If you launch TLC from the Toolbox, it will automagically include a suitable replacement for None in the configuration file that it generates.
If you launch TLC from the command line or from the VS Code Extension, you'll have to do it yourself by including something like
None = None
in the CONSTANTS section of the configuration file. This mysteriously looking equation instructs TLC to substitute the model value [1] None for the operator None defined in the TLA+ module.
The alternative that you indicate of declaring a constant parameter and assumption is also idiomatic. It still makes sense to instantiate that constant by a model value when you run TLC.
Stephan
[1] See Specifying Systems, section 14.2.1, for more explanations. On 20 Aug 2023, at 01:08, Debersaques Laurent <ldebersaques@xxxxxxxxx> wrote:
I've been trying to use Leslie's definition for None:
None == CHOOSE n : n \notin Nat
However, TLC emits an error when I add this definition to my spec. The error is:
TLC attempted to evaluate an unbounded CHOOSE. Make sure that the _expression_ is of form CHOOSE x \in S: P(x).
It seems TLC is unable to pick an arbitrary value if no bound is provided for n. It makes sense, but then I guess one might as well write
CONSTANT None ASSUME None \notin Nat
and assign None to an arbitrary string value when checking the model with TLC.
On Friday, 5 August 2022 at 16:08:11 UTC+2 Brandon Barker wrote:
Oh, thank you, I'm definitely looking forwad to trying Apalache. (As a personal bonus, I currently develop Scala code, which it is written in).On Tuesday, August 2, 2022 at 1:37:15 PM UTC4 sh...@informal.systems wrote:
Sorry for the late addition here.
Apalache has recently added a Variants extension which provides syntactic support for sum types. This extension enables static analysis by Apalache's type checker, which can help catch erroneous use of sum types during specification. Under the hood, our encoding desugars down to something very similar to what Hillel has given.
You can use the extension to give a workable representation of a polymorphic option type, useful for representing partial computations. While we haven't developed any battle tested libraries with convenience operators around this extension yet, the following example gives an indication of how those might look:
 MODULE OptionExample  EXTENDS Naturals, Apalache, Variants
\* @type: UNIT; UNIT == "U_OF_UNIT"
\* @typeAlias: option = Some(a)  None(UNIT);
\* @type: a => $option; Some(x) == Variant("Some", x) \* @type: () => $option; None == Variant("None", UNIT)
\* @type: $option => Bool; IsSome(o) == VariantTag(o) = "Some" \* @type: $option => Bool; IsNone(o) == VariantTag(o) = "None"
\* @type: $option => a; GetUnsafe(o) == VariantGetUnsafe("Some", o)
\* @type: (a => b, $option) => $option; OptionMap(f(_), o) == IF IsSome(o) THEN Some(f(GetUnsafe(o))) ELSE None
\* @type: Set(a) => $option; MaxSet(s) == LET max(oa, b) == IF IsNone(oa) THEN Some(b) ELSE IF GetUnsafe(oa) > b THEN oa ELSE Some(b) IN ApaFoldSet(max, None, s)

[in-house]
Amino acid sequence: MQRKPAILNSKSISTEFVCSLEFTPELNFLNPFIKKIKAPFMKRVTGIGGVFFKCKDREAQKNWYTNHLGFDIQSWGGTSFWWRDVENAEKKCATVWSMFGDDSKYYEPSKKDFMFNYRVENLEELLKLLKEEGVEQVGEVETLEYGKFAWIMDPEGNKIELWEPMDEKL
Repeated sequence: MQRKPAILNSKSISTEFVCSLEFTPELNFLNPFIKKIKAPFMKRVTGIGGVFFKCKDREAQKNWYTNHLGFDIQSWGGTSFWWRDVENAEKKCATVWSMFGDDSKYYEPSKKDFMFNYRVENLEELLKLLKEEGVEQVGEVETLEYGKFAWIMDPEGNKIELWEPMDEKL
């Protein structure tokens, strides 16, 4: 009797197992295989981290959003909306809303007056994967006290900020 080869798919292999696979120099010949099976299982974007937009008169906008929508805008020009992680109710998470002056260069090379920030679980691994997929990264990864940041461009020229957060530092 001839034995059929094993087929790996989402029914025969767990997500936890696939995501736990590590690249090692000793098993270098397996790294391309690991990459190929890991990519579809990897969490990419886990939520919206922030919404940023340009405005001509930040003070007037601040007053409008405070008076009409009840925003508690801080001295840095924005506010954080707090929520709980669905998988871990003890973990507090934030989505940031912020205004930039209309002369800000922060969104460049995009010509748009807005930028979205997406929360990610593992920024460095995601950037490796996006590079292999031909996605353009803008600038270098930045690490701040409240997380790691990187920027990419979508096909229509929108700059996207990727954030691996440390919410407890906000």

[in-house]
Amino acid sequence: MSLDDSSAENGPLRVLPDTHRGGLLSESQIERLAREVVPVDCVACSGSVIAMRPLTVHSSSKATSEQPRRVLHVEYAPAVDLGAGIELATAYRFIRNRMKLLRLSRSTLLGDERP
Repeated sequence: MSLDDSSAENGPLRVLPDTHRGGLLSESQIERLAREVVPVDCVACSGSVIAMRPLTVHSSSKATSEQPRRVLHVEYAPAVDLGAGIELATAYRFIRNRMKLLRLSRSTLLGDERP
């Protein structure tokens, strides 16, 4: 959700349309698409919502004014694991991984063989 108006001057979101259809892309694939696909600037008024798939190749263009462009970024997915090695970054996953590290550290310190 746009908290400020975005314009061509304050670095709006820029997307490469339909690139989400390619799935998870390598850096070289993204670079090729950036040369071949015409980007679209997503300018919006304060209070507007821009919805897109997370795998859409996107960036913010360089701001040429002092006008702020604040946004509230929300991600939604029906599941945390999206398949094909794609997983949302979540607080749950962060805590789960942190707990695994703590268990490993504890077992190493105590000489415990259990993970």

Init == TRUE Next == TRUE Inv == /\ OptionMap(LAMBDA x: x + 1, Some(2)) = Some(3) /\ OptionMap(LAMBDA x: x + 1, None) = None /\ OptionMap(LAMBDA s: s \union {"B"}, Some({"A"})) = Some({"A", "B"}) /\ MaxSet({1,3,4,2}) = Some(4) /\ MaxSet({}) = None
============================================================
You can typecheck this spec in Apalache via `apalachemc typecheck OptionExample.tla` and confirm that the values computed in the invariant hold with `apalachemc check inv=Inv OptionExample.tla`
Thanks all, for the replies, they were all helpful in my understanding.
Sum types are subtly different from union types. To represent union types in TLC, I usually do something like this: CONSTANT NotAnInt ASSUME NotAnInt \notin Int
TypeInv == OptionalVal \in Int \union {NotAnInt} To represent optionals as a sum type, I'd instead used a tagged struct:
TypeInv == OptionVal \in [type: {"some"}, val: Nat] \union [type: {"none"}] H
On 7/29/2022 7:37 PM, Brandon Barker wrote:
Some languages have optional data types (Scala's Option, Java's Optional, Haskell's Maybe, etc), the purpose of which is to obviate the need for null values. As a union type, it can be expressed like:
Option a = Some a  None
(so an Option of a type a is either a Some of a or it is None.
I was trying to think of a good way to do this in an untyped, settheoretic setting, while trying to avoid accidental equivalence with other values, and came up with something a bit convoluted and arbitrary:
None == {{"a", {"fairly unique", {"id:", {"69a861786aba445ba74b6769ff09cc29"}}}}} some(x) == [some: x] NatOption[x \in Nat] == [some: x] \union {None}
This seemed to cause errors in my relatively small, nascent spec once I ran TLC. Unfortunately, I didn't seem to get a line # for the error:
The exception was a java.lang.RuntimeException : Attempted to compare the set {"69a861786aba445ba74b6769ff09cc29"} with the value: "id:"
I can try to come up with a a minimal example to reproduce, but maybe it is better to ask how others would model optional values (and types)?
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